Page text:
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Print 6 comment(s) - last by cheetah2k.. on Apr 19 at 2:21 AM

When talking about the "Fusion" project, AMD's Giuseppe Amato notes that implementation as a multi-chip module might be interesting for AMD

This article was first published in German on K-Hardware.de.

In the press session about AMDs K10 architecture Guiseppe Amato also gave some additional info on the AMD Fusion project. He explained that it is very possible, that Fusion products might come in the form of multi-chip modules, also known as MCMs.

Amato noted, that multi-chip modules are more flexible in comparison to single dies. He gives a very simple example. To paraphrase, Amato says AMD could ship a CPU with integrated DX10 graphics functionality. Once DX11 comes out,  AMD would have to do a complete chip redesign. When implemented as a MCM, the company can keep the CPU part as is and just exchange the graphics core for a new one – all implemented on a single package.

Integration into the main silicon die only makes sense, if the functionality doesn't change for a at least a year. Ironically, efficiency advantages were always touted by Intel when talking about their MCM implementations of dual- and quad-core CPUs. However, AMD adds one interesting factor, a partial upgrade of a product with the other chip left untouched.



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eh i duno
By GlassHouse69 on 4/17/2007 1:26:49 PM , Rating: 1
really, a single chip is cheaper for a consumer.

why? well, when a whole new dx comes out, the cost of a chip that is 50%-100% more powerful for general use is also out and probably costs less than the first chip when you bought it.

If my 4200+ 939 chip had dx9 on it, then the next chip of the same price, namely, the 3.0ghz am2 chip would blow it away and be worth the price.

I might be getting this fusion idea wrong but... fusion is when all things are stuck together. multi chip ='s same shit different day. only thing that it does it make things proprietary and sluggish.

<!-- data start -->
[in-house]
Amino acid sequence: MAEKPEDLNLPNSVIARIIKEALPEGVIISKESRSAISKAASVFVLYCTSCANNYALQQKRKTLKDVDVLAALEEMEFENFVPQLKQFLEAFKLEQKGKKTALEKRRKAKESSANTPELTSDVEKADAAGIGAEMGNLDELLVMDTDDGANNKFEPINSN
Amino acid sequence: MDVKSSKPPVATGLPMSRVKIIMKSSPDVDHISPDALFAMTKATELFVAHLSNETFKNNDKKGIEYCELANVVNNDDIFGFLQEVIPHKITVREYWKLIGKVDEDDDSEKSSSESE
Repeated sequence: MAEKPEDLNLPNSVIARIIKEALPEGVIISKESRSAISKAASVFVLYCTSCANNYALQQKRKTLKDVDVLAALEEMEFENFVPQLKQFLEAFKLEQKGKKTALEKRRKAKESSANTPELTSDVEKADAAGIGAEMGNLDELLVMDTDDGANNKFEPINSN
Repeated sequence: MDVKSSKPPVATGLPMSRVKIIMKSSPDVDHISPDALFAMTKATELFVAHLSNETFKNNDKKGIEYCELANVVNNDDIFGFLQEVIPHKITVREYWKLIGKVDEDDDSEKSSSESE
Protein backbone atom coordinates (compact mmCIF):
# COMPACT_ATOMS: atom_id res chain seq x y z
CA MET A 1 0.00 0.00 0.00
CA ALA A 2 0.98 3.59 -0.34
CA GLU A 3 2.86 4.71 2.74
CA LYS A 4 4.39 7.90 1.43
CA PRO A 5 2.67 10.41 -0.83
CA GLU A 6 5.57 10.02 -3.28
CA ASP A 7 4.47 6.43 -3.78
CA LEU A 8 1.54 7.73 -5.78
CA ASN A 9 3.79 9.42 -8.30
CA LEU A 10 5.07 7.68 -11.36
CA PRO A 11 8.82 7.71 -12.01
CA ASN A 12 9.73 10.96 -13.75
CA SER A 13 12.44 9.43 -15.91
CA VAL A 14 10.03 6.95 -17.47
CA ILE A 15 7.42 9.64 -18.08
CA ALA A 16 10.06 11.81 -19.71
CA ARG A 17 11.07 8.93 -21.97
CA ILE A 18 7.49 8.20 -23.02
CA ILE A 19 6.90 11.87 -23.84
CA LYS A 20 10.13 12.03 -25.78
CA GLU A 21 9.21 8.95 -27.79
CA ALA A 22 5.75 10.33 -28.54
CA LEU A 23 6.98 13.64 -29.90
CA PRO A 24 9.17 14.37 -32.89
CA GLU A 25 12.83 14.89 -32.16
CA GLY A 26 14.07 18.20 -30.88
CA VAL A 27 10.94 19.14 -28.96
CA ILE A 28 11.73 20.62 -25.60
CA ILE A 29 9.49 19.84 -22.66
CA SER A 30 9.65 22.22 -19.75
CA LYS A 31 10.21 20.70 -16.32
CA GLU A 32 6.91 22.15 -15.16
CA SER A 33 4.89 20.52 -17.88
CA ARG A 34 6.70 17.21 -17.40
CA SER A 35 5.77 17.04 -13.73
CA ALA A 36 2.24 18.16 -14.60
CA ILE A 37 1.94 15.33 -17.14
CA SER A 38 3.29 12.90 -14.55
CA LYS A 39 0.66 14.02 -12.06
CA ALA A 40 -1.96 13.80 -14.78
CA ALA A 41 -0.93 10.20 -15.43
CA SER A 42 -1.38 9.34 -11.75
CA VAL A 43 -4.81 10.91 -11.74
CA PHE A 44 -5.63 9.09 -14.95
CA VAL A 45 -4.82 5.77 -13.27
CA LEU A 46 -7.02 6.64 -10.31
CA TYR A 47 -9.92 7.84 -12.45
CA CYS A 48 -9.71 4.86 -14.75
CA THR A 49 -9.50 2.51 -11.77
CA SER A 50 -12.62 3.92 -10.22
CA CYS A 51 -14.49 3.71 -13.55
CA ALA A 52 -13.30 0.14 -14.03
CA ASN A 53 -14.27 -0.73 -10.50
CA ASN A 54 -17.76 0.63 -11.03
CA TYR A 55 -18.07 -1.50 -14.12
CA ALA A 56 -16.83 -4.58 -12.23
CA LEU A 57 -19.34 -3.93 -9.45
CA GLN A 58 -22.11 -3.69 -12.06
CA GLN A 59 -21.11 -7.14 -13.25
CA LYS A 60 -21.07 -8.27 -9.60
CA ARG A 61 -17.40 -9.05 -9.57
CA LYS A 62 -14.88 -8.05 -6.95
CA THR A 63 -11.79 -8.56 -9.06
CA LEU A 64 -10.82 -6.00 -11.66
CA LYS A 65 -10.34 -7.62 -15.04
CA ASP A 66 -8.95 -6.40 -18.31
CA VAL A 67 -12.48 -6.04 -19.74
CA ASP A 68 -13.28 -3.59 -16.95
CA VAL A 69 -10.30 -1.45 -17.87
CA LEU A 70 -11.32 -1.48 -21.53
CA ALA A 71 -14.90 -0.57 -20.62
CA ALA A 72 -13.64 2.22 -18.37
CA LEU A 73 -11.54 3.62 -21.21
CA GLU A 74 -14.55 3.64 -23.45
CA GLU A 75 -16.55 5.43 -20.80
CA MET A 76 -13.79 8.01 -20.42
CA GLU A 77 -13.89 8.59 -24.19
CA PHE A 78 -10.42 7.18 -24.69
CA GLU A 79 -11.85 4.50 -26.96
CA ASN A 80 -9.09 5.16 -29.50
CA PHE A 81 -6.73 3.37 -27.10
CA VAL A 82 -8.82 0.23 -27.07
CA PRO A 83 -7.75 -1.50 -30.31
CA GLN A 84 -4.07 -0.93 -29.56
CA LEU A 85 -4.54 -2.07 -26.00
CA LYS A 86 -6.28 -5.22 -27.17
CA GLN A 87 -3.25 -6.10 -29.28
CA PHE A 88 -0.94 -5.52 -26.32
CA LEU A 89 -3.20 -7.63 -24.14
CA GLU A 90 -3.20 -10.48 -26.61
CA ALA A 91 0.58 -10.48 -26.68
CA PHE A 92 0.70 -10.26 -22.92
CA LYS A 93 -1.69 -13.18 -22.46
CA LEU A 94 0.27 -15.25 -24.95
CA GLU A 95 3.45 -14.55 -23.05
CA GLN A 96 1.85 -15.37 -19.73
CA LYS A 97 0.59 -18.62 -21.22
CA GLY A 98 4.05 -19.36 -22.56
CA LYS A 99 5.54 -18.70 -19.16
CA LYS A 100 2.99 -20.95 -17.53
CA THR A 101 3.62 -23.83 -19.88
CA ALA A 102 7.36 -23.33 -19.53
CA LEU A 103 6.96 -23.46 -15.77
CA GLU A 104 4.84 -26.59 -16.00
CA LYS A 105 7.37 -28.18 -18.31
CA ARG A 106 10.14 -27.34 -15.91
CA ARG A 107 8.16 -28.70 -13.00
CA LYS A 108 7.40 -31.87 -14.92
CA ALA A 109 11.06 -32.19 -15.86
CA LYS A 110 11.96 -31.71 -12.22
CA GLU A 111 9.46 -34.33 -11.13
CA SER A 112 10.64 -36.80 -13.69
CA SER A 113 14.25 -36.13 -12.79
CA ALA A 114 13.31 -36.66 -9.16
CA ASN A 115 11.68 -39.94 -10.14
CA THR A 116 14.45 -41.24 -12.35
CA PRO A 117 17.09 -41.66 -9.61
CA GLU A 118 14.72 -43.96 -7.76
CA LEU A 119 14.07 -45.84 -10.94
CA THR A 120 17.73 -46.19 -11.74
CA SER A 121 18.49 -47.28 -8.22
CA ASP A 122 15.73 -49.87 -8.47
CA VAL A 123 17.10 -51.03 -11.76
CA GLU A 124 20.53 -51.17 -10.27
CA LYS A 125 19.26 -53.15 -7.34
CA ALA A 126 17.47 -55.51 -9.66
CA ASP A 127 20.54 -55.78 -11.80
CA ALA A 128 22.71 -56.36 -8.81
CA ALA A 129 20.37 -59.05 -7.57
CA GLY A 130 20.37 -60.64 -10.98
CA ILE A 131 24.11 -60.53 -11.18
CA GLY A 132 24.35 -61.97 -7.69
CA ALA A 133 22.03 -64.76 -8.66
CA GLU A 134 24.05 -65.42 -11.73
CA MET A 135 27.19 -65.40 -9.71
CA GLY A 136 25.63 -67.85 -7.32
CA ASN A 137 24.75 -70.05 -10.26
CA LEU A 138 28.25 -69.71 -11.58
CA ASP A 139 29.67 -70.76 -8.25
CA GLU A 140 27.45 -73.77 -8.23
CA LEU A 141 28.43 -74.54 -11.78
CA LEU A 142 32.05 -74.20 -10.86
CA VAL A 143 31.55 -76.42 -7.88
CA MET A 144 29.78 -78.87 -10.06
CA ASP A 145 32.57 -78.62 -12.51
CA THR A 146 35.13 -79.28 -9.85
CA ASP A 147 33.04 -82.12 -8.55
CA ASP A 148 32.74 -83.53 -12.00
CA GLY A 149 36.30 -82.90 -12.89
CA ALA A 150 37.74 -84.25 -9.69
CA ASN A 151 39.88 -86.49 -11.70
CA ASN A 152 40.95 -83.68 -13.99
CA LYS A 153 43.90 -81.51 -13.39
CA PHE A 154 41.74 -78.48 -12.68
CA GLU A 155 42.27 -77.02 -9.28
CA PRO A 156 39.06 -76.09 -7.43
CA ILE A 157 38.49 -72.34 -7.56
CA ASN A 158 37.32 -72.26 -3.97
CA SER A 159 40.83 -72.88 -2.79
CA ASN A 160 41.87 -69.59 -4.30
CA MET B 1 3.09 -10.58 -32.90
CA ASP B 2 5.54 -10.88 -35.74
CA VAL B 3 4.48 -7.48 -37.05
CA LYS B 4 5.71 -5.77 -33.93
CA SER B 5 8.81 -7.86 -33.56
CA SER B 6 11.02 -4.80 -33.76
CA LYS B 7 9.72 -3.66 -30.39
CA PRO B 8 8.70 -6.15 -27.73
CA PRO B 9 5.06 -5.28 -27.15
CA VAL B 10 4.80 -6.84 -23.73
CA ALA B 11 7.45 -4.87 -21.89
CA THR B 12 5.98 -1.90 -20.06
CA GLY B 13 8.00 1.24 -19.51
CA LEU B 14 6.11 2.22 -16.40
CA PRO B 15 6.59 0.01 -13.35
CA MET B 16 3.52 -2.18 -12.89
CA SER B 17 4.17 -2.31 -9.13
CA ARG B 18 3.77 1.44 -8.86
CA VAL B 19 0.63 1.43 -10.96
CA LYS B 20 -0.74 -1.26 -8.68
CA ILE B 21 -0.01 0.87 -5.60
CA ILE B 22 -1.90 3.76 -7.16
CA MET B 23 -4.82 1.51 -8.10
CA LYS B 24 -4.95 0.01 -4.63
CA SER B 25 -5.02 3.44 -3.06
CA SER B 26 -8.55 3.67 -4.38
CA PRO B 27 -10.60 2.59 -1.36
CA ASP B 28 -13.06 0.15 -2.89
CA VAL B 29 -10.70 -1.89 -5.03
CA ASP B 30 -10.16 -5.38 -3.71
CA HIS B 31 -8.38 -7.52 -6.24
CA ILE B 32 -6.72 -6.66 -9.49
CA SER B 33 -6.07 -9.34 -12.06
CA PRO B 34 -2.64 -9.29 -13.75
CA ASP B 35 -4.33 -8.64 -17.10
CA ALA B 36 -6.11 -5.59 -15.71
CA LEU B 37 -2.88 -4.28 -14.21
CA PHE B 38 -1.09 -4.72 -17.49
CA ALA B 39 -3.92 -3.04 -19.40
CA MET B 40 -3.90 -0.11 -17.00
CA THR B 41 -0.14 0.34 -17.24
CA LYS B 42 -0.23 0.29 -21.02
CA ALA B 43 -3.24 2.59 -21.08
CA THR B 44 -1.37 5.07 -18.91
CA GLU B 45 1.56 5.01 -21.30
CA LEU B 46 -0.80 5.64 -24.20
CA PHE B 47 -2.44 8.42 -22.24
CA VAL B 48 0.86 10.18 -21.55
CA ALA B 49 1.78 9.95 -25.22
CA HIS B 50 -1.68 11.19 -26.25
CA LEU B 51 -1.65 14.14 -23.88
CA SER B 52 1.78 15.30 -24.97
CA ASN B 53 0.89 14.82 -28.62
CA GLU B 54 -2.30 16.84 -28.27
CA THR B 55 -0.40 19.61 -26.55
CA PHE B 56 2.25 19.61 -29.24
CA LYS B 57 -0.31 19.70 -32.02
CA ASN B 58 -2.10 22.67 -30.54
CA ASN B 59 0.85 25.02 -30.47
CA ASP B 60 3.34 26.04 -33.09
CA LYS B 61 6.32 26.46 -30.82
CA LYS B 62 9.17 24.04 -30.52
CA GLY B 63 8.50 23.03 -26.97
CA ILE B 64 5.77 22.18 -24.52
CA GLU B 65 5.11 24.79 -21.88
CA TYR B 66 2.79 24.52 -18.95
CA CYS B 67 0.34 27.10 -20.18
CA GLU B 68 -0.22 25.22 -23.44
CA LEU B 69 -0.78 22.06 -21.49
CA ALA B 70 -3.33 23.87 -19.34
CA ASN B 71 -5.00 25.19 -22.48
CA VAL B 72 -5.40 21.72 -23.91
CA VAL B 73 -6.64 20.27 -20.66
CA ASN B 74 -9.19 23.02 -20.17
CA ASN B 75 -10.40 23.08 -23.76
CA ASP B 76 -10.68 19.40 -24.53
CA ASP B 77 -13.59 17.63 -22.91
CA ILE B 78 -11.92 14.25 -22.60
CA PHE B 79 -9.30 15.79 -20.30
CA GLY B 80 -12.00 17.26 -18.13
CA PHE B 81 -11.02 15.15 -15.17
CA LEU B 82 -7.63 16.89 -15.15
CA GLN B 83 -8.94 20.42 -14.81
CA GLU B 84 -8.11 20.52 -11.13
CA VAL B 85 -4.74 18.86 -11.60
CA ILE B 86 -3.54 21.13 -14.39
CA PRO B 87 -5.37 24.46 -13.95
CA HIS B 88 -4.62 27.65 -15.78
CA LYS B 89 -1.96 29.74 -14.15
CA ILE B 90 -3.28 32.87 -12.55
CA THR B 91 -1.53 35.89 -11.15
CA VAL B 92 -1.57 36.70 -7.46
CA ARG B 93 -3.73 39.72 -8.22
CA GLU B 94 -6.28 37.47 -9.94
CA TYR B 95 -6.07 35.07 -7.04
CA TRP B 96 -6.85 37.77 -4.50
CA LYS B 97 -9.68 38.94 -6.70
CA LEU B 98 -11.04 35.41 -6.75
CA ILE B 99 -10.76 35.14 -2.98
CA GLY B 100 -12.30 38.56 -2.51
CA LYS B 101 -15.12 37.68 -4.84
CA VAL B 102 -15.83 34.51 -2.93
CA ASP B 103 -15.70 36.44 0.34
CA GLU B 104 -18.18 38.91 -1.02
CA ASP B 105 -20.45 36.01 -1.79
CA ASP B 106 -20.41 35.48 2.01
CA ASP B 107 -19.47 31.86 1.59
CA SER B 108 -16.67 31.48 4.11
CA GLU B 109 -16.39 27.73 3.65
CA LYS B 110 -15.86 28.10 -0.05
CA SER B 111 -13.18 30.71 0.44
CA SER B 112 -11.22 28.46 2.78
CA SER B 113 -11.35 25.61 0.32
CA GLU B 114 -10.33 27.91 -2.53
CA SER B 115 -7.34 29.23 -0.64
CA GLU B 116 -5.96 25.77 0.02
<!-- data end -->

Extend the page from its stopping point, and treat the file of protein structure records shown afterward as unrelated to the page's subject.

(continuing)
RE: eh i duno
By s12033722 on 4/17/2007 2:44:19 PM , Rating: 3
I think you misunderstand both fusion and multi-chip modules.

Fusion is AMD's tech for placing coprocessors (inlcuding GPUs) in cpu sockets on multi-cpu motherboards to take advantage of the very high speed, low latency interconnect available to the socket.

Multi-chip modules are single packages with multiple die in them. In this case, they are talking about putting a CPU and the coprocessor in a single package, much like the QX6600 has two Conroe die in it. It is a single chip as far as the end user is concerned, and is exactly what you were talking about as a good thing with your 4200+.


RE: eh i duno
By cheetah2k on 4/19/2007 2:14:56 AM , Rating: 2
Imagine a MCM CPU that you could swap out Co-processors, Physix, GPU, and vice versa depending on your usage!

That would be very cool.


RE: eh i duno
By cheetah2k on 4/19/2007 2:19:12 AM , Rating: 2
If they do it right, you could have a stackable setup with all three.

Only issue then is how to cool the bugger...???

They would have to have a Card Slot format with multiple sockets like the old AMD Athlons, P2's and P3's..


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